I realize that "coolie" is a historical term for manual laborers from China and India during the 19th century and early 20th century, however, it has now become a racial slur. Perhaps you were unaware of that. I remember when "gay" meant "happy."
LReavis wrote on 10/9/2011, 10:29 PM
thanks for the reminder. I'll fix it.
johnmeyer wrote on 10/10/2011, 10:53 AM
I don't know if you need to change or fix anything. I have heard that word all my life and many of my best frieds are Asian. I have never once heard this term used or referred to as being derogatory. It is true that Wikipedia does claim it to be a racial slur (the quote above is more or less directly from their page). However, I then looked at "real" dictionaries (Webster, OED, etc.) and found no reference to a slang or derogatory usage.

Wikipedia is very good, but it sometimes is the reflection of just one or two people, and lacks a real, educated editor for most pages.

Clearly, even its original use was not entirely polite (note: all dictionaries use the word "offensive" to refer to even its original meaning), but the idea that we need to banish this word when referring not only to the Asian workers conscripted to work on the Union-Pacific railroad, but also any other group, Asian or otherwise, who are similarly required to work in near-slavery conditions, is to eliminate an extremely useful word from the vocabulary, a word that in my experience has never once caused pain among my many Asian and Asian-American friends.

I think you should keep your reference and, until I see something more than a Wikipedia entry, I plan to keep the word in my vocabulary. I'm not trying to be insensitive, but I just don't see enough evidence that this is one of those words that can cause pain to some who hear it when used in its proper context.

LReavis wrote on 10/10/2011, 3:11 PM
yes, but . . .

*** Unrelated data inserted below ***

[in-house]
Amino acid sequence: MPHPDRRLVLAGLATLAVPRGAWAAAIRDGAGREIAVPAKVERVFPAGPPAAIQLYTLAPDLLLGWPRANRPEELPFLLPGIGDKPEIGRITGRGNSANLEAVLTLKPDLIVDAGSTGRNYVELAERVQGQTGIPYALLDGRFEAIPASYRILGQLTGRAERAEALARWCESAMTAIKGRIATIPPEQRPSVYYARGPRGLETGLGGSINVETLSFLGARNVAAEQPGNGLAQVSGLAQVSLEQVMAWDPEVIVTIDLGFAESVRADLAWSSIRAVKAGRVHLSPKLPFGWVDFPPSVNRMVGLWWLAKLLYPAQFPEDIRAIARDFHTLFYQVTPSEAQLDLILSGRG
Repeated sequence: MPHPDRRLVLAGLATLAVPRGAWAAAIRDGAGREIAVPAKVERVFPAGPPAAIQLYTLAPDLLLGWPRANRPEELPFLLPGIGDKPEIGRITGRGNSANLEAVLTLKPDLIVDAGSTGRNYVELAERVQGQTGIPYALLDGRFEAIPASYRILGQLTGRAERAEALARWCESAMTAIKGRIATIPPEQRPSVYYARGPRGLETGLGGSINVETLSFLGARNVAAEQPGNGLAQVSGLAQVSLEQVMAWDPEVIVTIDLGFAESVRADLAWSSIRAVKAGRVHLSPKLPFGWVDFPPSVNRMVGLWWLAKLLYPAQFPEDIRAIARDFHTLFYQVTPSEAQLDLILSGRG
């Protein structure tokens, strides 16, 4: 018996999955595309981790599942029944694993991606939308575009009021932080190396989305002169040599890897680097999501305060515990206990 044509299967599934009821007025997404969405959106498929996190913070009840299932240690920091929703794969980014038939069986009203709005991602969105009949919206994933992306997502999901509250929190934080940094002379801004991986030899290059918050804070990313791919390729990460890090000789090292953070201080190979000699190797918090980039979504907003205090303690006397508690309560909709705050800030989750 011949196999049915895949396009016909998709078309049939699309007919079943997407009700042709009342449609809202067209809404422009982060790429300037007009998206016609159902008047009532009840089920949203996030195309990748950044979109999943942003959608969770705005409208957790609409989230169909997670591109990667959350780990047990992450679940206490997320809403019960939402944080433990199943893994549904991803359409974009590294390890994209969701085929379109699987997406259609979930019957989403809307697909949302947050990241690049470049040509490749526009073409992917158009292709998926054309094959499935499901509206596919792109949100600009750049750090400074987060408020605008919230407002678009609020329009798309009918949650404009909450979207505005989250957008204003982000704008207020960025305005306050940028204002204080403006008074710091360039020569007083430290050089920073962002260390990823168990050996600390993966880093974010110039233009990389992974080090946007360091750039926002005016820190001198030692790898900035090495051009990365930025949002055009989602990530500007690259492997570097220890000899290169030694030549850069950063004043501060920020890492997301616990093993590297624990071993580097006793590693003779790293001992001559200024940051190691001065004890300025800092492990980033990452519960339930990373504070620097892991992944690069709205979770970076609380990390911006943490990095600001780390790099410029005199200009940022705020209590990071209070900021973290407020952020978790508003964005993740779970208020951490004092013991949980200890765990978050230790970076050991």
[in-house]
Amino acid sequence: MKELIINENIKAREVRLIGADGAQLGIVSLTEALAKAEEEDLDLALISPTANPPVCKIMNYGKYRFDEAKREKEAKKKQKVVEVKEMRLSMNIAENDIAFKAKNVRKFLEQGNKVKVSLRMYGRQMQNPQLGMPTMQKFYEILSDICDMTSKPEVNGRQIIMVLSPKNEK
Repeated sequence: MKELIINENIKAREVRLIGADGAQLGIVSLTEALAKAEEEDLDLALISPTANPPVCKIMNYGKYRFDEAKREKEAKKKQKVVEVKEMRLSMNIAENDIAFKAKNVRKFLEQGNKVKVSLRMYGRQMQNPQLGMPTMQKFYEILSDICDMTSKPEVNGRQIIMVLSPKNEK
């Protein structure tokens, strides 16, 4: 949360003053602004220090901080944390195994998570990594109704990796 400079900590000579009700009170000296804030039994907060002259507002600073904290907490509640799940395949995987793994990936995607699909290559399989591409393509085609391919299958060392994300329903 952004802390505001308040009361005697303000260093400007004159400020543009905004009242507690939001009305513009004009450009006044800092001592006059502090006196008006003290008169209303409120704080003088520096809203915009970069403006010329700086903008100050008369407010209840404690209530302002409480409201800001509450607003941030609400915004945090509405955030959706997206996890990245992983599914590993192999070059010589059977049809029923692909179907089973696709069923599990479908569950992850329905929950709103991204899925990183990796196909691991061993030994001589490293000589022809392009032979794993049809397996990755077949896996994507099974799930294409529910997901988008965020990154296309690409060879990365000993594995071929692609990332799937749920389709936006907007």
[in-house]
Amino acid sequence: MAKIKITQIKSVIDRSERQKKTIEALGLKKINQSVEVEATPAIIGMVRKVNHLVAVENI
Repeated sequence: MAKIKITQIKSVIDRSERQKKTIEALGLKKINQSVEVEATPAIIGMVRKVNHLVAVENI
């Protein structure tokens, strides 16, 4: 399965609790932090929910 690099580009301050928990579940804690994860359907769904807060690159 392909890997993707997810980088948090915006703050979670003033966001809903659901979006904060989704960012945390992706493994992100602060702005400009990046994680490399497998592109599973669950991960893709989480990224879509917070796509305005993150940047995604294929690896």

for years I volunteered in South (read "black") Dallas - once even being elected president of an all-black grass-roots organization. There I saw how hyper-sensitive some were to even the most remote whiff of attitude.

Same for some of my Mexican and Mexican-American relatives when I got married in Mexico.

Even now that I have been married to a Jewish wife for 35 years, I'm still needing to remind myself of the similar sensitivities among my Jewish friends and relatives (for starters, even the word "Jew" is offensive to some Jewish people when the word is uttered by a person who is not Jewish).

With so many people already hurting all around the world from lost jobs, and even those who still have jobs experiencing considerable fear, with even China and the other Far-East economies slowing, seems to me better to err on the side of caution. Emotions are running raw in so many places . . . that's why I accepted Mr. Cline's suggestion so readily.
HyperMedia wrote on 1/2/2012, 4:29 AM
I saw this coming when digital cameras were the RAVE!!!
Chienworks wrote on 1/2/2012, 7:59 AM
Funnily enough, Kodak hit the market with one of the first consumer digital cameras way back in the early 80's. It recorded on Sony's little 2.5" floppy diskettes* and could store 50 "hi-res" pictures on a disk. I think back then hi-res implied something getting close to 0.1MP.

Sony's own attempt a few years later used standard 3.5" floppies, took worse quality (even though higher resolution) pictures, fit fewer on a disk, and was a clunky giant in comparison to the Kodak.

*Yet another example a Sony superior but proprietary format that was doomed to failure.
JJKizak wrote on 1/2/2012, 2:06 PM
I have one of those Sony cameras and set it for 2272 x 2272 fine resolution and get 100 pictures per disc roughly. The quality is beyond HD.
Chienworks wrote on 1/2/2012, 3:02 PM
Obviously you have a much newer model. I'm guessing yours must have been the mini-CD-R version.

$dayjob and several relatives bought some of the original ones and they were 640x480 and only fit maybe 20 pictures on a floppy. You couldn't fit even one decent quality 2272x2272 picture on a 1.4MB disk.
GenJerDan wrote on 1/2/2012, 4:30 PM
So...should I NOT buy a Kodak printer? REAL tired of printing where it's more economical to buy a new printer than buy new ink.
Laurence wrote on 1/2/2012, 10:33 PM
Kodak does have the most economical ink jet cartridge prices these days. A Kodak printer would be a good idea except for the company's instability.